If there is a disagreement about an issue that is important in the appeal, the trial court judge can order a hearing to discuss it. It is the trial court’s job to decide what the final version of the settled statement says.

Is there a court form? Yes. To prepare a settled statement, the appellant uses form APP-014 for a Proposed Statement on Appeal. To prepare a response to the appellant’s proposed settled statement, a respondent uses form APP-020.

How much does it cost? There is no additional court cost to file a settled statement. The parties may have costs if they ask a lawyer to help prepare the statement or prepare changes to the statement.

Learn more about settled statements

Read California Rule of Court 8.137 on settled statements


How to include exhibits in the record on appeal

Exhibits that were filed in the trial court can also be included in the record on appeal. Exhibits include photographs or documents that were admitted in evidence or lodged (temporarily kept) in the trial court.

An exhibit offered at the trial is considered part of the clerk’s transcript, however it is not automatically copied into the record.

If a party wants an exhibit to be part of the record, they must add the exhibit to their list of materials to be included in the clerk’s transcript. Be sure to include the exhibit name and number so the trial court clerk can find it in the case file.

If a party is preparing documents in an appendix for the record on appeal, they can include any exhibits that are in the trial court’s record. If the parties agreed to designate the whole trial court file, all exhibits will be included in the record on appeal.

Note: If a designated exhibit was returned after the trial ended, the party who received the exhibit must return it to the trial court.

How to File Notice Designating the Record on Appeal with the Trial Court

After a party decides what information to include in the record on appeal, he or she must follow the court’s process to designate the record on appeal.

Here are the steps required to designate the record on appeal with the trial court.

Step 1: Complete the Notice Designating the Record on Appeal form (unlimited civil cases)

The form is where the appellant or respondent tells the trial court which materials to send the Court of Appeal. The form is available at the court or online.

An appellant can fill out form APP-003 to designate the record on appeal

A respondent can fill out form APP-010 to designate the record on appeal or fill out form APP-011 to designate an appendix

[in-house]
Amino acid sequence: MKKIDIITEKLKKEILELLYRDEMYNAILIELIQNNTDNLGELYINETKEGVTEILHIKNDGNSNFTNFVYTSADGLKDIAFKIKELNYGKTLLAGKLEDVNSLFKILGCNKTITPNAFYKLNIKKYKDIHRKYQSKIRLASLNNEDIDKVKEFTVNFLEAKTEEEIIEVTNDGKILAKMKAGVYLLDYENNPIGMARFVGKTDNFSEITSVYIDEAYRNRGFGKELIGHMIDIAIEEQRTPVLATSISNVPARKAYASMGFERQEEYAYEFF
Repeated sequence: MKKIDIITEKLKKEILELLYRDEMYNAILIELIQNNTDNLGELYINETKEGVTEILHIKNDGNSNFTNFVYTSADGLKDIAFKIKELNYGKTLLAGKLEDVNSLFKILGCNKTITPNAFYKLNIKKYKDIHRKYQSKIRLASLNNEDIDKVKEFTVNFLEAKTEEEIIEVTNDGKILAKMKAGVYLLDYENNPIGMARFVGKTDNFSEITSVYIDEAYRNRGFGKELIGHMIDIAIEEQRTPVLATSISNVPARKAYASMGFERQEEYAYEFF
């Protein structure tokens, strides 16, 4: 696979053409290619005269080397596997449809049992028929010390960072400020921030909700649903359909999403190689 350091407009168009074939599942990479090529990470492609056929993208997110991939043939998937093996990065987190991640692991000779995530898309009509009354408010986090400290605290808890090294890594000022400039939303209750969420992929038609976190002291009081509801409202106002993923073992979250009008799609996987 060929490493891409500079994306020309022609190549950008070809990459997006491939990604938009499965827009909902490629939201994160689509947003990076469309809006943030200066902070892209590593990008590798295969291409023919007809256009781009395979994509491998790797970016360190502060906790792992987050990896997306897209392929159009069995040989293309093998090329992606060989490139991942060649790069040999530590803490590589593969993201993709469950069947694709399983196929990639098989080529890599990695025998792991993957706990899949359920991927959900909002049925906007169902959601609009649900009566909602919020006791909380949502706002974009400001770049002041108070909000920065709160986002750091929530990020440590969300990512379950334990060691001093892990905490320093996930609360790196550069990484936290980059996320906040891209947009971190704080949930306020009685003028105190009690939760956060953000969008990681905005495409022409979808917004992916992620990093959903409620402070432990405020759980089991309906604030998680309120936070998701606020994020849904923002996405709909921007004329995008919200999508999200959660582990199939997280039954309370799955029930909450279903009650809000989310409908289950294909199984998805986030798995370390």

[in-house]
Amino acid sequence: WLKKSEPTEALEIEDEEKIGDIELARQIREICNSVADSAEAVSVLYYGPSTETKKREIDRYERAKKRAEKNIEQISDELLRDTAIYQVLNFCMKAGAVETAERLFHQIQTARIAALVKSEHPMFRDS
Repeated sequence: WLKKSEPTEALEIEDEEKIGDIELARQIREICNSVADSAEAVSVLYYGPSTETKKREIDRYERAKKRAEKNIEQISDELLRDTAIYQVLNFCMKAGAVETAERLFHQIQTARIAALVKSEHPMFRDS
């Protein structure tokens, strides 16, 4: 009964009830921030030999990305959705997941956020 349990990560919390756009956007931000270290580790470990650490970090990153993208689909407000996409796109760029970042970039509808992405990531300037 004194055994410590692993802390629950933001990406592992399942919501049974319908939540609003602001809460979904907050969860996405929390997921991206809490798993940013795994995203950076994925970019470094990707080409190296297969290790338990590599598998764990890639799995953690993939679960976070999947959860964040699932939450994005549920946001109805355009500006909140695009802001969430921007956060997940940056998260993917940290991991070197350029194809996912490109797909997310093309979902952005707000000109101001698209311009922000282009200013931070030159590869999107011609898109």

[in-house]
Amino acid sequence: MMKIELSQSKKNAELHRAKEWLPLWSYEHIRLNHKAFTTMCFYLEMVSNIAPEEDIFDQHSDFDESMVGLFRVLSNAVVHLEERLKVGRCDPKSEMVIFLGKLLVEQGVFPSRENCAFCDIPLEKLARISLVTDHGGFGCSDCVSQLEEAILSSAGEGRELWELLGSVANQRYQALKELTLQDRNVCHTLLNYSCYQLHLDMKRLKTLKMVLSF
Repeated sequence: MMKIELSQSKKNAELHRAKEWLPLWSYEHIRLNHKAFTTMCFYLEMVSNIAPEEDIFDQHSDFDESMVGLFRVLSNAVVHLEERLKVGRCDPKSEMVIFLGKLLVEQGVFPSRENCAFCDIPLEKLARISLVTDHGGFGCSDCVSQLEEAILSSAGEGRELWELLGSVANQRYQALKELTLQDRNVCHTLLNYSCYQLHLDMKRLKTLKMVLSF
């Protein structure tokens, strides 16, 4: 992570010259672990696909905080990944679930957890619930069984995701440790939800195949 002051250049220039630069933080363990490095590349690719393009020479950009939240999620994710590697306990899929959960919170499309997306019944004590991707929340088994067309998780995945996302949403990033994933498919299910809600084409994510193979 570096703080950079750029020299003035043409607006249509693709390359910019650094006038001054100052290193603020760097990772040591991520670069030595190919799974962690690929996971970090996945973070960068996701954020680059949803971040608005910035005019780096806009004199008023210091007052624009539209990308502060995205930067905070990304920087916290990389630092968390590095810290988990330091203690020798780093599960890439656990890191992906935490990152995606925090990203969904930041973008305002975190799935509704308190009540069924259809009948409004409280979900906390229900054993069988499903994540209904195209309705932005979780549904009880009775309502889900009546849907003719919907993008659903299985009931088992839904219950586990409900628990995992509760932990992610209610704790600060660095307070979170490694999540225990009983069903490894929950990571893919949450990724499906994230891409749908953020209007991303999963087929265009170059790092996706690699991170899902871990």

Step 2: Serve a copy of the completed form to all parties in the case

Before the form can be filed with the trial court, it must first be served to all parties in the case. This is because it’s important to let the other parties know what is happening and give them an opportunity to review the materials.

Step 3: File the original form and proof of service with the trial court

The court filing must include the original designating the record on appeal form APP-003 (for appellants) or form APP-010 (for respondents) and original proof of service for all parties in the case.

The parties should contact the trial court to ask about the specific filing rules and copy requirements in their appeal.

Each trial court has different rules about how to file documents. Some courts require electronic filing (e-filing) on the computer, some require paper filing in person at the court, and some courts give a choice of electronic or paper filing.

If filing on paper, a party should keep an extra copy of the form and each proof of service. It is a good idea to ask the trial court clerk to stamp “filed” on the extra copy of the form to show that the original was filed.

Respondent’s Opportunity to Review the Record on Appeal

The appellant is always the first party to designate the record on appeal. The other parties have 10 days to review the appellant’s list of materials. The days start when the appellant files notice designating the record on appeal with the trial court.

A respondent can add materials from the trial court record to the record on appeal. But a respondent cannot remove any materials from the appellant’s list of materials.

Who Gets a Copy of the Record on Appeal

  • The Court of Appeal automatically gets a copy of the record on appeal.
  • The appellant pays the costs to prepare the record on appeal, so the appellant also automatically gets a copy of the record on appeal. The appellant may have a choice to get a copy of the record on appeal electronically, on paper, or both.